- The Washington Times - Thursday, March 31, 2011

The worries about long waits and crowds on Metrorail to attend Opening Day at Nationals Park were largely replaced this year with concerns about staying warm and dry.

“Everything seems to be fine so far,” Metro spokesman Steve Taubenkibel said as fans left the stadium Thursday after the Nationals’ 2-0 loss to the Atlanta Braves. “Given the fact this is the fourth year, a lot of fans are accustomed to going to the games. They know the drill in terms of getting there, anticipate there will be crowds and know where to stand on the platforms.”

Fans bundled in everything from blankets to earmuffs to Nats warmup jackets began arriving in force about an hour before the 1:05 p.m. start and continued to stream through the stadium turnstiles more than 30 minutes after the first pitch.

Much of the crowd took public transportation, hoping to avoid the mid-day downtown traffic.

“Everyone I’ve talked to says parking is a nightmare,” said D.C. resident Maria Llorente, who took Metro. “It is so much easier.”

Julio Melendez of Arlington agreed.

“I’ve driven before, but it was easier taking the Metro,” he said after exiting the Navy Yard station. “It wasn’t that crowded until I got off.”

Despite the 40-degree temperatures and occasional drizzle, the riverfront stadium still looked and sounded like Opening Day. D.C. Mayor Vincent C. Gray was widely booed when he took the field to deliver the ceremonial call to “play ball.” And when prized newcomer Jason Werth got the Nationals’ first base hit, the crowd erupted.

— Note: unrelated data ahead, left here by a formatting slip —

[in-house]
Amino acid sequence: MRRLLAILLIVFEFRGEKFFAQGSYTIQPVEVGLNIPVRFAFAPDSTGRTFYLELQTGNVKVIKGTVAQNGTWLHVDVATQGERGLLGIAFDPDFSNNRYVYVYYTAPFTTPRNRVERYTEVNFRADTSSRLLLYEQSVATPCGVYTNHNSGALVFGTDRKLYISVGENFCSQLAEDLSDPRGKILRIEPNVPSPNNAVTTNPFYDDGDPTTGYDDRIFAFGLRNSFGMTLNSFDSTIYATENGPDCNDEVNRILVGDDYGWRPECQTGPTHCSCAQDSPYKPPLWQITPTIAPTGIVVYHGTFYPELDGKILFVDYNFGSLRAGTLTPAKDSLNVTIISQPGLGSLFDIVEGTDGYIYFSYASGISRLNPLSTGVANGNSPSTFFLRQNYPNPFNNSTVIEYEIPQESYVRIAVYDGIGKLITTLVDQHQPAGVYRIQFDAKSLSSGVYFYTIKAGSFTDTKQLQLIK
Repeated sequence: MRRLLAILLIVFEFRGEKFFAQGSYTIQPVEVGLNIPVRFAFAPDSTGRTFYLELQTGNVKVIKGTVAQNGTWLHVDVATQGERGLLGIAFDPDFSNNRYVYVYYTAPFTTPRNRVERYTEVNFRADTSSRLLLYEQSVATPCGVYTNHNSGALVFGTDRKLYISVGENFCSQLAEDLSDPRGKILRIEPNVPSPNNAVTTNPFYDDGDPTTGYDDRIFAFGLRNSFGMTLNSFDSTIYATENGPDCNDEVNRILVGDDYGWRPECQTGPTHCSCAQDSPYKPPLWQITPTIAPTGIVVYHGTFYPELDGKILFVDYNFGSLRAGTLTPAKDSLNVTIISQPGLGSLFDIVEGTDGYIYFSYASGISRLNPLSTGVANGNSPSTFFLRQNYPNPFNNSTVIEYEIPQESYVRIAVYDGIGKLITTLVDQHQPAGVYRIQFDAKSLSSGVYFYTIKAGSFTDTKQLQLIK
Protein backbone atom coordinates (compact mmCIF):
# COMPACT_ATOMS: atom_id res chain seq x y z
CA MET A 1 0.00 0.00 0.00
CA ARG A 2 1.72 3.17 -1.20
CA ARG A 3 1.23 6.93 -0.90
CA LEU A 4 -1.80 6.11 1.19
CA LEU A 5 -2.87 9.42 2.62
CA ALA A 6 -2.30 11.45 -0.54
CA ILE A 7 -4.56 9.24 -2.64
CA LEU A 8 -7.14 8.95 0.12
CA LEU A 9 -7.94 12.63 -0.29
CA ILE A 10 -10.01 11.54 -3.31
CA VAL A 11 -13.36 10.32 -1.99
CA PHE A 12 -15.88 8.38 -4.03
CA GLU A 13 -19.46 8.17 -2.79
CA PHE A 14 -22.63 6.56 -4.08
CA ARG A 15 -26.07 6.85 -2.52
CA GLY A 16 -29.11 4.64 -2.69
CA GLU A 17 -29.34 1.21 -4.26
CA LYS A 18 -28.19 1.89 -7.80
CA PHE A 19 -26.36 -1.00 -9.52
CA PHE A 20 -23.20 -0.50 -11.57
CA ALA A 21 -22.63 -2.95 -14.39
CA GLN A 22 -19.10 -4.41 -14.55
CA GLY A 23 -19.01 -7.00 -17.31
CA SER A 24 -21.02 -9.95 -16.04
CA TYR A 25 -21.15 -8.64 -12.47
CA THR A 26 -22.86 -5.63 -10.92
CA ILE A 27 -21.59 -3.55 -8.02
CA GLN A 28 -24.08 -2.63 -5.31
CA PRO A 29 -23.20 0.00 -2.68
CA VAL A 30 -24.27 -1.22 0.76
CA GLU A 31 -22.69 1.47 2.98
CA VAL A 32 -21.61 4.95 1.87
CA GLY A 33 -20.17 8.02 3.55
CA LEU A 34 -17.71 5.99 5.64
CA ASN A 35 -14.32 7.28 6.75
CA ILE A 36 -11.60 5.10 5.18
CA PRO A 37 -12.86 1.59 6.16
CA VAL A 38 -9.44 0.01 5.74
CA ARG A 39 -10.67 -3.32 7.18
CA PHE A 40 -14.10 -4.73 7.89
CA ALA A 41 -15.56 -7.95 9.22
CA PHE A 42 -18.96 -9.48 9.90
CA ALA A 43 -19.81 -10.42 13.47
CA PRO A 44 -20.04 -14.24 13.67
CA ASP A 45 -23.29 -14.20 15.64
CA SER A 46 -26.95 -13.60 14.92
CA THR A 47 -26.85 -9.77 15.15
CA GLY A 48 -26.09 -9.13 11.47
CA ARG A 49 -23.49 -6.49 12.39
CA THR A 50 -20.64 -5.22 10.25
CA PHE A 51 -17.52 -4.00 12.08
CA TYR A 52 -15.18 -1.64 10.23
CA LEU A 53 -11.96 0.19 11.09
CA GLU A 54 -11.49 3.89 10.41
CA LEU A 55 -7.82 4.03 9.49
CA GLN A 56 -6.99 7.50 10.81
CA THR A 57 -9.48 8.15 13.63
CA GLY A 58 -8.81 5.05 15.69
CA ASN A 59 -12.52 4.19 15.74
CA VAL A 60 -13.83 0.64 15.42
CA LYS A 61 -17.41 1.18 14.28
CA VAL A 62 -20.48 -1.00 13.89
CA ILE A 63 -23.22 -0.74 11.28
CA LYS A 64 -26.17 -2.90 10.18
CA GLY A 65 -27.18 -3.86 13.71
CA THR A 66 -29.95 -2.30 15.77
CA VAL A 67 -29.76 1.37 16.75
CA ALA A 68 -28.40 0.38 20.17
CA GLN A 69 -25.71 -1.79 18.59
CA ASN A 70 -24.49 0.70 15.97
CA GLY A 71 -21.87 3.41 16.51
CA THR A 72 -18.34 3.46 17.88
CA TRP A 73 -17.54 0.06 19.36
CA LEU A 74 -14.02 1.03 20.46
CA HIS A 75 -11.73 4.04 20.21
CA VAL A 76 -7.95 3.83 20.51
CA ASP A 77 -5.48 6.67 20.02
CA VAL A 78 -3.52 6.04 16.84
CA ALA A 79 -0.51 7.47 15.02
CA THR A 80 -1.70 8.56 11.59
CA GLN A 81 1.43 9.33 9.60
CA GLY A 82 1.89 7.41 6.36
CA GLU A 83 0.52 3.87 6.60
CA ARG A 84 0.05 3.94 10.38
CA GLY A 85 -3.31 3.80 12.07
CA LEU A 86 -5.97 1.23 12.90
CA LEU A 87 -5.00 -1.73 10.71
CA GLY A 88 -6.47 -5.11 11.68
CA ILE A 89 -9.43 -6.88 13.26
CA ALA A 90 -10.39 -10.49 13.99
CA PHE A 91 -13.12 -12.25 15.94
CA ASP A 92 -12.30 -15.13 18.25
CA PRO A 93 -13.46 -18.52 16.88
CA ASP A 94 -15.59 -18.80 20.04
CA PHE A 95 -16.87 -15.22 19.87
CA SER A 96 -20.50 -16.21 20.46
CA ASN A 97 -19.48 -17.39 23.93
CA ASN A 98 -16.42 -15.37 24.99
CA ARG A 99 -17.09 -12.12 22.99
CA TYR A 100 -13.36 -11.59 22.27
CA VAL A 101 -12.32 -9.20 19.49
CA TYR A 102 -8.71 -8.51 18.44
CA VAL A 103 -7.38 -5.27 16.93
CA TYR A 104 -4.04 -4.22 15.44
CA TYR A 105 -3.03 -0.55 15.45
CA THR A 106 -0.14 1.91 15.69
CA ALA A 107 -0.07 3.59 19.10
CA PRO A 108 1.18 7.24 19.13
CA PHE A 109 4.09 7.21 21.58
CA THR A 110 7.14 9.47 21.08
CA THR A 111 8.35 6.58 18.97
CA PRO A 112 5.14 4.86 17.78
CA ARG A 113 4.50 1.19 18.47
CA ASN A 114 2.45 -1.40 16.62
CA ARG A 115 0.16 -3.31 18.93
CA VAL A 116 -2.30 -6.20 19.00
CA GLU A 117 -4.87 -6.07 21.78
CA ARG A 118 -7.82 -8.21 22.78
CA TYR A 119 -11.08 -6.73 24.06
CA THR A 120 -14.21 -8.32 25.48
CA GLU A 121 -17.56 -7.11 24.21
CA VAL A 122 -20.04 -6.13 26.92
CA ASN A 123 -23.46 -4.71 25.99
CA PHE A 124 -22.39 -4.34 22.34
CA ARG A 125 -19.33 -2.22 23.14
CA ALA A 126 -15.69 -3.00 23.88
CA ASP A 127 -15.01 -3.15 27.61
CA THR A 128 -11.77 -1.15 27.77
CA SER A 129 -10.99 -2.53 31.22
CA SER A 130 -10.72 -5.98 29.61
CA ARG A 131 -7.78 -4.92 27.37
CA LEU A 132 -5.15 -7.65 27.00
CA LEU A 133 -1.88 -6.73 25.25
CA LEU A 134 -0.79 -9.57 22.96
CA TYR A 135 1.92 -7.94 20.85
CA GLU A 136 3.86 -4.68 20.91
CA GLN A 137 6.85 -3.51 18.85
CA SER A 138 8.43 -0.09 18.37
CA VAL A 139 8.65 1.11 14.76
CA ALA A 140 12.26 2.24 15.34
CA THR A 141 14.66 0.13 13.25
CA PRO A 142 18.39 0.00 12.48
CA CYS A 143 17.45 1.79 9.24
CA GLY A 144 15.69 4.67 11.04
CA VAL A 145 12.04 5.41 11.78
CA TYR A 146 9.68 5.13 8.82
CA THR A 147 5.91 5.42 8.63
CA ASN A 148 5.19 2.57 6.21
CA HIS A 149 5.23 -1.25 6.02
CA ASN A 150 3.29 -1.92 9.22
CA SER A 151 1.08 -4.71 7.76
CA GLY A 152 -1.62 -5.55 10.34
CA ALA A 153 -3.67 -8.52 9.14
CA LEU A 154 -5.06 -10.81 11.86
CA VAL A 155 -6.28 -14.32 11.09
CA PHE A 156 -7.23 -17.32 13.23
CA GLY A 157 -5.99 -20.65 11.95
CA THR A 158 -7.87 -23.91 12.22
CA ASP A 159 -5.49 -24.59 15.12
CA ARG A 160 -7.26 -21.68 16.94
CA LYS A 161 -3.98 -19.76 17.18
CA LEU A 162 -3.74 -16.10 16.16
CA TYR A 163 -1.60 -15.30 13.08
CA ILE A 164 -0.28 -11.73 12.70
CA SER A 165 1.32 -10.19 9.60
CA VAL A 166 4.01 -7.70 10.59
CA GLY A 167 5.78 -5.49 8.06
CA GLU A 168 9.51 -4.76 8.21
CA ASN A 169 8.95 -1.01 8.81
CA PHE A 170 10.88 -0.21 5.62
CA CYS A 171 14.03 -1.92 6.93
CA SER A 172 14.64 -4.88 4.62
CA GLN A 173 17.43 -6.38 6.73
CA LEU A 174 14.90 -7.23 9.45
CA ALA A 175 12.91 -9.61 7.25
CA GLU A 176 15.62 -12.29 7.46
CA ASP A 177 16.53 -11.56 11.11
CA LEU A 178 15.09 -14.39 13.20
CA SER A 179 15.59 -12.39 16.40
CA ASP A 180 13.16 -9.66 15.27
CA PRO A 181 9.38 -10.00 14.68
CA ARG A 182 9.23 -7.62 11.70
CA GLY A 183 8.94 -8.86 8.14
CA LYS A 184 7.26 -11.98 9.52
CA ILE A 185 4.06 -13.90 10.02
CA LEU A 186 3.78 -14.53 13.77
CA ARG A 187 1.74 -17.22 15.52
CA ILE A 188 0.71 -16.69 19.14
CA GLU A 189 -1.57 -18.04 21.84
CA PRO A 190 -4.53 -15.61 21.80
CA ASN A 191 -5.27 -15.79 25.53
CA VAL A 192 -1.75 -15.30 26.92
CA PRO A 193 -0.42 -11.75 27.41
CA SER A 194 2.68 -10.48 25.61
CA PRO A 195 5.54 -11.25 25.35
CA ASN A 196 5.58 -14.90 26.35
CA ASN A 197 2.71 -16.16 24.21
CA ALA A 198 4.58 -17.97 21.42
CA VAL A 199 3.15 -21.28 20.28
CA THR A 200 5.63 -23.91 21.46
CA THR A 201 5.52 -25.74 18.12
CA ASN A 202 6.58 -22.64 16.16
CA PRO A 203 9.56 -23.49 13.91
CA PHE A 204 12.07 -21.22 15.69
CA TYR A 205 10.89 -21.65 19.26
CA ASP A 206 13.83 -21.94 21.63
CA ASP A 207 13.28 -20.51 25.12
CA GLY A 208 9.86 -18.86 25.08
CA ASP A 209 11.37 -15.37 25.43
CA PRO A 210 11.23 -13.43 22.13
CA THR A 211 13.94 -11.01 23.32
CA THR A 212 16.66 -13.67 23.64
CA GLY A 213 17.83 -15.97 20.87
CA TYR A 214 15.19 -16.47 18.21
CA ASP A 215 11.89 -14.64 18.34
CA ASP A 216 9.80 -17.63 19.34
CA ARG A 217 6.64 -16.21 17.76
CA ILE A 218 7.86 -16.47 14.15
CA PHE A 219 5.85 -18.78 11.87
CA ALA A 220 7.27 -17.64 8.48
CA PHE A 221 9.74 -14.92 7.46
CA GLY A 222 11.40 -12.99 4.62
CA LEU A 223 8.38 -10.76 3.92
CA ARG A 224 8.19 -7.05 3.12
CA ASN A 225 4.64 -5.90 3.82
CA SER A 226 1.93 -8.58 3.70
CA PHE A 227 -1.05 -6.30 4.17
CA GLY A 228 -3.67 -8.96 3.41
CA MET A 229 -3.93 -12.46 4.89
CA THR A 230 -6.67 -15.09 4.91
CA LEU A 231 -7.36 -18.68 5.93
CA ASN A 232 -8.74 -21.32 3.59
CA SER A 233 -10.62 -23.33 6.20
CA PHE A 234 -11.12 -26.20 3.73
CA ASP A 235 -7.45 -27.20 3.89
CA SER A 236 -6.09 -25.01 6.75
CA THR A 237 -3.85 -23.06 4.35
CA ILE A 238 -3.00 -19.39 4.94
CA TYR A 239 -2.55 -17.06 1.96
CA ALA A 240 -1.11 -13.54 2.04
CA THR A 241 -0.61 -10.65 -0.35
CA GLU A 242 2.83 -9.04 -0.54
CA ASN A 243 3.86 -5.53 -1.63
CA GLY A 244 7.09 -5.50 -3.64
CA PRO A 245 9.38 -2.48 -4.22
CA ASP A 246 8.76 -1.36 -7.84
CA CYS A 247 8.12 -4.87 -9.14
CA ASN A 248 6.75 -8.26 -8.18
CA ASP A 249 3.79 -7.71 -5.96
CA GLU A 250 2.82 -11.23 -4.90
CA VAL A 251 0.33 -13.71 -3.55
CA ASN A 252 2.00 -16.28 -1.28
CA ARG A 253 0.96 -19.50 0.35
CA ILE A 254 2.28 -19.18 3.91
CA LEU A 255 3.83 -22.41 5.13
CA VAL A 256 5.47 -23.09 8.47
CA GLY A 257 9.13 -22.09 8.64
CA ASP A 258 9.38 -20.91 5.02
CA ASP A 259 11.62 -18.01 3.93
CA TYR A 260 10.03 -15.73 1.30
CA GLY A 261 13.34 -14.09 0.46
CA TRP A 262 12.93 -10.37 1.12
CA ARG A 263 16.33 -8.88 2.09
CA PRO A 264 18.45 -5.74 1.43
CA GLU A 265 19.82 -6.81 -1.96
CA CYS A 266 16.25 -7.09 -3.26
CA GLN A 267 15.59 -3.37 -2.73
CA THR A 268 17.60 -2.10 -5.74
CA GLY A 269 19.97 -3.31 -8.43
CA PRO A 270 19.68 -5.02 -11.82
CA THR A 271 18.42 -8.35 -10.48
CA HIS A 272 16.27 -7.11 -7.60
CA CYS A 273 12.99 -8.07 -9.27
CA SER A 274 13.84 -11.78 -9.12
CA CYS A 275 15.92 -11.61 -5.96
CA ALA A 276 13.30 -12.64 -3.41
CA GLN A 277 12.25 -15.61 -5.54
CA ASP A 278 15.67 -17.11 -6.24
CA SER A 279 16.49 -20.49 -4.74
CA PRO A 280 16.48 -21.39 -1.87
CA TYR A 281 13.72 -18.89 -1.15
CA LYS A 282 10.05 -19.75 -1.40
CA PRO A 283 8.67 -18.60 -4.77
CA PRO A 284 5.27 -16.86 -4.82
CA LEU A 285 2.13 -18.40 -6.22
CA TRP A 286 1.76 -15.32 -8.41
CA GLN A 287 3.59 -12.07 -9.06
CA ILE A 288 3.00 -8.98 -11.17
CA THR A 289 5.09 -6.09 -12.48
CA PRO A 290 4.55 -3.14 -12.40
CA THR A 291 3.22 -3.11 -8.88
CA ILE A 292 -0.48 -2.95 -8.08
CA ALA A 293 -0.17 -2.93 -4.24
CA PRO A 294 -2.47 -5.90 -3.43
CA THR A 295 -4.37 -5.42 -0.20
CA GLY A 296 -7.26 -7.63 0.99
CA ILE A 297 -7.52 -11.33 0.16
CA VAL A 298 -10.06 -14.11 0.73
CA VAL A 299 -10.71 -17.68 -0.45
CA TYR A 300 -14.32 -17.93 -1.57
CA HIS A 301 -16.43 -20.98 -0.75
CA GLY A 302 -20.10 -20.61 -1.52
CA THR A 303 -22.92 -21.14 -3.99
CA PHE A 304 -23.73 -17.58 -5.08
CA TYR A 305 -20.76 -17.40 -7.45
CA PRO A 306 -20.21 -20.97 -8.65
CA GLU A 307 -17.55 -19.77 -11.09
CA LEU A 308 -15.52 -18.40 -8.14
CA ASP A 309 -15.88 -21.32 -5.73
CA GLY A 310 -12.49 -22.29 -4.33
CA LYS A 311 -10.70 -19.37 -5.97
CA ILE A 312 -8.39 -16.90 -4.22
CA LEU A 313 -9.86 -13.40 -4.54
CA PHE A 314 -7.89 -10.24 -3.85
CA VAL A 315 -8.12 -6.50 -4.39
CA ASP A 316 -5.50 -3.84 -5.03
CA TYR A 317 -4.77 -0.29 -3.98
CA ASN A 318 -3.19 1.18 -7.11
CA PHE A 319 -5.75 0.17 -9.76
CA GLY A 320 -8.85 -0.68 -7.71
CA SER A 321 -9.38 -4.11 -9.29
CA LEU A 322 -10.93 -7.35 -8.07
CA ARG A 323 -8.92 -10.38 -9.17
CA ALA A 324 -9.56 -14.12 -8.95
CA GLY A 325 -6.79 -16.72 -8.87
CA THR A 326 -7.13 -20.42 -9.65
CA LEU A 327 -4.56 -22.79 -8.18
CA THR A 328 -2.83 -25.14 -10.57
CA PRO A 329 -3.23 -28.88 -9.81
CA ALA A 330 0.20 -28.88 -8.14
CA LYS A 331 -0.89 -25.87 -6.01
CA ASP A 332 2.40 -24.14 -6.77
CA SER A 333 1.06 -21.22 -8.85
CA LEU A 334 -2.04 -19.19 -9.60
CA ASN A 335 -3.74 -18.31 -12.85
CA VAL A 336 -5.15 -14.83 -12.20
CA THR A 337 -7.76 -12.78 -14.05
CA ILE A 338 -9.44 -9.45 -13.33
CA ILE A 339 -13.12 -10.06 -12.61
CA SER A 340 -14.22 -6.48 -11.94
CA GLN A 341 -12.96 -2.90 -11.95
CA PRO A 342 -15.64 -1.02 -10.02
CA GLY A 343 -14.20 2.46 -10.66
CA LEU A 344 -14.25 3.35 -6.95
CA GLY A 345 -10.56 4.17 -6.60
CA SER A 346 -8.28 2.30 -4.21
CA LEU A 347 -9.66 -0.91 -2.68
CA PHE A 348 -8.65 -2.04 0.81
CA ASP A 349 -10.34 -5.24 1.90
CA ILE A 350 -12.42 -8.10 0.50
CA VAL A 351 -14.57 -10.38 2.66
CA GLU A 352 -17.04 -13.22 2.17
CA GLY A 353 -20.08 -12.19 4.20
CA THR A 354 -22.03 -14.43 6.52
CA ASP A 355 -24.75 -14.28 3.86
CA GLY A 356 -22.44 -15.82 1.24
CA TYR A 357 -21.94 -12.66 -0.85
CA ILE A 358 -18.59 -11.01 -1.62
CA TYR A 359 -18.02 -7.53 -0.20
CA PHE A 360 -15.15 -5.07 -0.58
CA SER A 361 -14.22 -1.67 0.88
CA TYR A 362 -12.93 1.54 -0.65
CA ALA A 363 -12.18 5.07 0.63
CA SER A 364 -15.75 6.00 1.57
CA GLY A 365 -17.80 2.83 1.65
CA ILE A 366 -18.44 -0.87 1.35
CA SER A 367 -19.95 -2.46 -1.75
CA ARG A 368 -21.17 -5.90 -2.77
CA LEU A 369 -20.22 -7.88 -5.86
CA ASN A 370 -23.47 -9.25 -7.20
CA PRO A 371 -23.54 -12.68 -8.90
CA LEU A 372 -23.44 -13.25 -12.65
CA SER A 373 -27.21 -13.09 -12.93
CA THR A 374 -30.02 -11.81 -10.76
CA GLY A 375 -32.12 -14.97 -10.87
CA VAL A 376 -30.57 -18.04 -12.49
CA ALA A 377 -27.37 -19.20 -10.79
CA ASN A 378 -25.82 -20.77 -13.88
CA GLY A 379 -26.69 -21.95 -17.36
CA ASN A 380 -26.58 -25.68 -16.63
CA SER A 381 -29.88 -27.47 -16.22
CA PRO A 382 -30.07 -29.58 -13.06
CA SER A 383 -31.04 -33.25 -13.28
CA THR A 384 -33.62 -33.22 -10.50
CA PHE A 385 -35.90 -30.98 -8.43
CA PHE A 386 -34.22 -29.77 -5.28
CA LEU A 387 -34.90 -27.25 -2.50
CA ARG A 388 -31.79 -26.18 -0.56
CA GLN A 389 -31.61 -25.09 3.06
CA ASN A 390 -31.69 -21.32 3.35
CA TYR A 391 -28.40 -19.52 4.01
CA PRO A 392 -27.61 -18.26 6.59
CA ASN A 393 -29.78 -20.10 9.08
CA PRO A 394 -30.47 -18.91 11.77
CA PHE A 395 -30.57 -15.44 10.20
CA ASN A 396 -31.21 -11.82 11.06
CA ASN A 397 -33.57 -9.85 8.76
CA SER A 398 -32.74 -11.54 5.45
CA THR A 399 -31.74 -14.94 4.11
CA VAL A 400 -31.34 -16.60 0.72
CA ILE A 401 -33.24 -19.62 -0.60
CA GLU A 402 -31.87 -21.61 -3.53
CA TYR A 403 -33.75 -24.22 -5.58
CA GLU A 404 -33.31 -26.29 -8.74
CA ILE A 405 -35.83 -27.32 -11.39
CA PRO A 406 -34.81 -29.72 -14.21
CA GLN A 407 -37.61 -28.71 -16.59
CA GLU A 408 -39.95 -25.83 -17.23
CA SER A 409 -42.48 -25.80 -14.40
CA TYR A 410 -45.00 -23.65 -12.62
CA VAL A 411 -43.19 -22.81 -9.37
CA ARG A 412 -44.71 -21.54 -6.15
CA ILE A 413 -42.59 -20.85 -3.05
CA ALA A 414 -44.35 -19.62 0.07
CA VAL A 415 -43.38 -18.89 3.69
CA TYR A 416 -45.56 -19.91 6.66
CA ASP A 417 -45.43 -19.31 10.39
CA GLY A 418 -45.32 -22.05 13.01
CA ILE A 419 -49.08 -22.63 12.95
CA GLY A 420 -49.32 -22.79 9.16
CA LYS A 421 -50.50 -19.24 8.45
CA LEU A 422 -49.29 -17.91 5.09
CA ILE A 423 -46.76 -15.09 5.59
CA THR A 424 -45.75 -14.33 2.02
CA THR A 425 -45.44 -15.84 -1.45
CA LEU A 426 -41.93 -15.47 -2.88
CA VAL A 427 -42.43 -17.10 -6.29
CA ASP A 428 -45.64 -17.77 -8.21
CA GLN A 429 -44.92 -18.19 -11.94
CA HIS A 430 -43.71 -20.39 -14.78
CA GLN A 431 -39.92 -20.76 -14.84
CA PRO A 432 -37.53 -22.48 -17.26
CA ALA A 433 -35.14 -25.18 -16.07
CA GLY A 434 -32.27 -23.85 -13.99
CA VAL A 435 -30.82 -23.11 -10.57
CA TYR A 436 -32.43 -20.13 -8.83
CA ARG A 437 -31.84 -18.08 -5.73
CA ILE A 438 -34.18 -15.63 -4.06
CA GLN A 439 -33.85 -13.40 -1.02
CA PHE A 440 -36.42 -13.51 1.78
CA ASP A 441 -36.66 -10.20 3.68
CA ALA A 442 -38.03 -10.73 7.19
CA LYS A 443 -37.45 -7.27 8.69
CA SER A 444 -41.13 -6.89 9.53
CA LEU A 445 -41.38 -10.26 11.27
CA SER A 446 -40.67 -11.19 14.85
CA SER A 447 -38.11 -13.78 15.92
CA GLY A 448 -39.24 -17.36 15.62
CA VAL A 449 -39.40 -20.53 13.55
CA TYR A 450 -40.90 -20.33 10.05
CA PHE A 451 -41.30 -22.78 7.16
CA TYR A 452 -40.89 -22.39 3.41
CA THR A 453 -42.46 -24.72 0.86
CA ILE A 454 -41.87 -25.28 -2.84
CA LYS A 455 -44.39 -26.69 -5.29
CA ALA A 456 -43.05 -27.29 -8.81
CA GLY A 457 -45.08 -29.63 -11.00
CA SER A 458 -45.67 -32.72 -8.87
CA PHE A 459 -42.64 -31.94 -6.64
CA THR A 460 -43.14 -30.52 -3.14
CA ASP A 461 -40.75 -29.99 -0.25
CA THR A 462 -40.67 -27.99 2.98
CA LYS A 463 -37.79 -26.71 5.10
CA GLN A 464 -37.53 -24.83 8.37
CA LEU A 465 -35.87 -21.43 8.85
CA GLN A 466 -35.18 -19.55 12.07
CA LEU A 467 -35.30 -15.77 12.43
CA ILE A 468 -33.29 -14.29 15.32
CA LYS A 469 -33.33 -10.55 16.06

“The weather wasn’t going to stop me,” said Tim Walker, 23, of Alexandria. “I still want to come out and support the team in rough weather and hopefully see a win.”

Nationals officials reported the official attendance as 39,055. The Metropolitan Police Department reported no major incidents.

Some fans grumbled that planned restaurants and retail stores that were supposed to be in place for crowds spilling out after games have yet to open in the area.

“I am hoping that they set it up kind of like Camden Yards,” said Samantha Peele of Ashburn, Va., referring to the Baltimore Orioles’ stadium 30 miles north. “That would make it more of a fun place to hang out before and after games.”

Mr. Walker didn’t seem to mind. He said he was satisfied with the tent area outside the stadium known as The Bullpen that features live music and serves food and drinks.

“It’s a great place to hang out,” he said. “They have great food, great beer. What else do you need?”

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